This is a huge issue with adjustment of status based upon marriage after entering the U.S. on a tourist visa, the Visa Waiver Program (VWP), or another short-term visa. Note the following example:

John, a U.S. citizen living near Washington DC, and Fernando, a citizen of Spain, are engaged. They knew about the K-1 visa that would have allowed Fernando to travel to the U.S. to be married and stay permanently; and they knew they could get married and later apply for an immigrant visa at a consulate abroad.

However, they decided that it would be less expensive and inconvenient for Fernando to simply travel to the U.S. on the VWP (which allows nationals from certain countries to enter without a visa and stay for a maximum of 90 days) and file for adjustment of status afterwards. Fernando traveled to the U.S. and told the border official at the airport that he was staying with his friend John and planned to sightsee. He does not mention that he is engaged to John or his wedding plans. Two weeks later, the couple is married at a reception with 100 people in attendance.

While it is not against the law to get married in U.S. while on a tourist visa or using the VWP, it is against the law to misrepresent your intentions to a border official in order to gain admission to the United States. If Fernando decides to stay in the U.S. and adjust status rather than returning to Spain, he will likely have difficulty convincing USCIS he did not commit visa fraud by planning to live in the U.S. permanently.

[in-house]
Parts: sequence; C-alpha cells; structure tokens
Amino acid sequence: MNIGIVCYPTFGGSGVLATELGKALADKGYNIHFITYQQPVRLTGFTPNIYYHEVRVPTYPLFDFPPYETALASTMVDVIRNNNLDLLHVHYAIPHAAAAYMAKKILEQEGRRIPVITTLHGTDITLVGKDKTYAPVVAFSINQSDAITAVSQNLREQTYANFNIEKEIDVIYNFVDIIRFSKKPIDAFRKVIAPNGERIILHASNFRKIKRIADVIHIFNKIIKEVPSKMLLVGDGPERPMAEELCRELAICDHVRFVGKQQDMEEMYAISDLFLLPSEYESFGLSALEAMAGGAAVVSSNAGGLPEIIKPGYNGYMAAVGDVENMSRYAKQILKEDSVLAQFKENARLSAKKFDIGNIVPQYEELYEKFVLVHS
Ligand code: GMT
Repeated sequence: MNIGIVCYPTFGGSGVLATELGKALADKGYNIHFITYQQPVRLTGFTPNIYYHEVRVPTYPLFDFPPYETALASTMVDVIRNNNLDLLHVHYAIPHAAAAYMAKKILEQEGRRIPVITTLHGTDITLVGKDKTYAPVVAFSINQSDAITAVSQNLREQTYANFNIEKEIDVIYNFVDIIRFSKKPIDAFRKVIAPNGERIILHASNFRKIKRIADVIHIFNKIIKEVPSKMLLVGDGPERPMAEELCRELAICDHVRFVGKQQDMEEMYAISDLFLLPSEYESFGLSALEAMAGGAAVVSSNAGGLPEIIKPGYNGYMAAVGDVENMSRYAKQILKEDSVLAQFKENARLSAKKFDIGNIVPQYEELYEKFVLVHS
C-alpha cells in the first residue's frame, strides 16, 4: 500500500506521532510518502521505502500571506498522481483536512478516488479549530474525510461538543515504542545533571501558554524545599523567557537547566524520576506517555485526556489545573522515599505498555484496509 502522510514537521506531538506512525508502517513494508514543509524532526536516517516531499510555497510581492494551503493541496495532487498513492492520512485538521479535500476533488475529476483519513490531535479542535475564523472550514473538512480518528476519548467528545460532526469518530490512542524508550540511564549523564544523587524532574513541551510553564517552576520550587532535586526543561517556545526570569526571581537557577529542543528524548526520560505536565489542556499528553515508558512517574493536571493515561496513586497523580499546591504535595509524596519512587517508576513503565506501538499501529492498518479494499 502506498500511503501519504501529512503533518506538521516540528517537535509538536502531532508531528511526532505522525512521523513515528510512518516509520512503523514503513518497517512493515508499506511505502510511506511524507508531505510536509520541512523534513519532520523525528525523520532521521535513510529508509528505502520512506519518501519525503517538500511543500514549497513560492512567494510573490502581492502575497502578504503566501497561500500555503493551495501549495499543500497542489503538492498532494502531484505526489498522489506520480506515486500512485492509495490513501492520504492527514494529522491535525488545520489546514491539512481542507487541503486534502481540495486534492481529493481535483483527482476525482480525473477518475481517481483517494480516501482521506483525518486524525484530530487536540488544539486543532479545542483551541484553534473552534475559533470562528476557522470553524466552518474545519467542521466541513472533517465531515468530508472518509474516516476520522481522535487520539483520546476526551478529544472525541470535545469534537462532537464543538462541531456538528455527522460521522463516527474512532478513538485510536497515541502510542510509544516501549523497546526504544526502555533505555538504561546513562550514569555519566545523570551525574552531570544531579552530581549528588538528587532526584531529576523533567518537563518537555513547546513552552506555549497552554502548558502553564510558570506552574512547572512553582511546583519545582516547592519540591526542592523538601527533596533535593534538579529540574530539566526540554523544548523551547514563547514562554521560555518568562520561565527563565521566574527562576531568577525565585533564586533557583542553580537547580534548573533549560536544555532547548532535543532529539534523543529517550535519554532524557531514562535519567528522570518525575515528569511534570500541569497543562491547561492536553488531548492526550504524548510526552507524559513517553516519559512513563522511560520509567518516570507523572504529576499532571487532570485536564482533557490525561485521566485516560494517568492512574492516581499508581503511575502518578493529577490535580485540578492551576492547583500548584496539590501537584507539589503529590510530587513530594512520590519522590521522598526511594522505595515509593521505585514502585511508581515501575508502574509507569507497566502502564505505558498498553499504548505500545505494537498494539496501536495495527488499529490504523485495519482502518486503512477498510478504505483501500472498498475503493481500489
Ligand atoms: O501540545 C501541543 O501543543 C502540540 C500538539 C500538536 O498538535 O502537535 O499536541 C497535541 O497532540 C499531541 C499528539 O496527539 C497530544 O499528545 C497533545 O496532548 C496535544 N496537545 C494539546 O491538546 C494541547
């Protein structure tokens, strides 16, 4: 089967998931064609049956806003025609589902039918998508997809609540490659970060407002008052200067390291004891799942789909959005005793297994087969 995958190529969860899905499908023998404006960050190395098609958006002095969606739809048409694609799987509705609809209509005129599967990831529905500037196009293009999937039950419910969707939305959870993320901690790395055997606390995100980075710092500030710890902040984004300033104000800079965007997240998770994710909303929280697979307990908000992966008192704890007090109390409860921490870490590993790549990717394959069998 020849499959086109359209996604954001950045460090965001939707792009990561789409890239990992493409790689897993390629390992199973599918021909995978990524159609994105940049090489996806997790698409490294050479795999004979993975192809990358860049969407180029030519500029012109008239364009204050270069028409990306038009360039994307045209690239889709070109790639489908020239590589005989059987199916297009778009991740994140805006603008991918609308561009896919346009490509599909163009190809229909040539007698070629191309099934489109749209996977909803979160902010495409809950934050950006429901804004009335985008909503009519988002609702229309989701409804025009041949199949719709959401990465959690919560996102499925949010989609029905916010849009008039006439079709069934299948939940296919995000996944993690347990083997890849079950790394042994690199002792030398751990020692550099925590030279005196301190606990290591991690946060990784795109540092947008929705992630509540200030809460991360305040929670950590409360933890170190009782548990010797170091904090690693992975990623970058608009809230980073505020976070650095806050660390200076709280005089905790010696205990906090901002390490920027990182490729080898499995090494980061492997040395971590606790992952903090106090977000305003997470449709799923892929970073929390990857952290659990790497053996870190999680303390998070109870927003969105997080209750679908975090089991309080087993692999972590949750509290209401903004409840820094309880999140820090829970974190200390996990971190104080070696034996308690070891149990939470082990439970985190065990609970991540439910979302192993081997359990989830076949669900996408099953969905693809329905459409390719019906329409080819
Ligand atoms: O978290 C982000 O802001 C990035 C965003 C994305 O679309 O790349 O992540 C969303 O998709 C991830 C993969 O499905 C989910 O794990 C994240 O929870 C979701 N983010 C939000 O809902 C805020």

This is especially true since the couple will need to submit marriage evidence with their adjustment application, which will show that they planned a big wedding reception months before Fernando came to the U.S.—and got married two weeks later! Best-case scenario is that the USCIS officer overlooks the indiscretion and approves Fernando's green card, but there is the possibility that his green card would be denied, a fraud finding would be made, and Fernando would be returned to Spain with diminished hopes for ever again living in the United States.

The safest thing for Fernando to do is return to Spain within 90 days and obtain his green card through consular processing rather than apply using adjustment of status procedures. While he might face questions about why he told the border official that he was coming to the U.S. to sightsee when he actually got married, he will be able to sidestep any questions about lying about his intentions to live in the U.S. permanently after his travel on the VWP.

This doesn't mean it's impossible to get married and apply for a green card (or do something similar, like accept a job and apply for a green) within 90 days of entering the United States. But you would need to be ready to explain why your decision to work or marry wasn't made in advance of your travel to the U.S., but arose only later.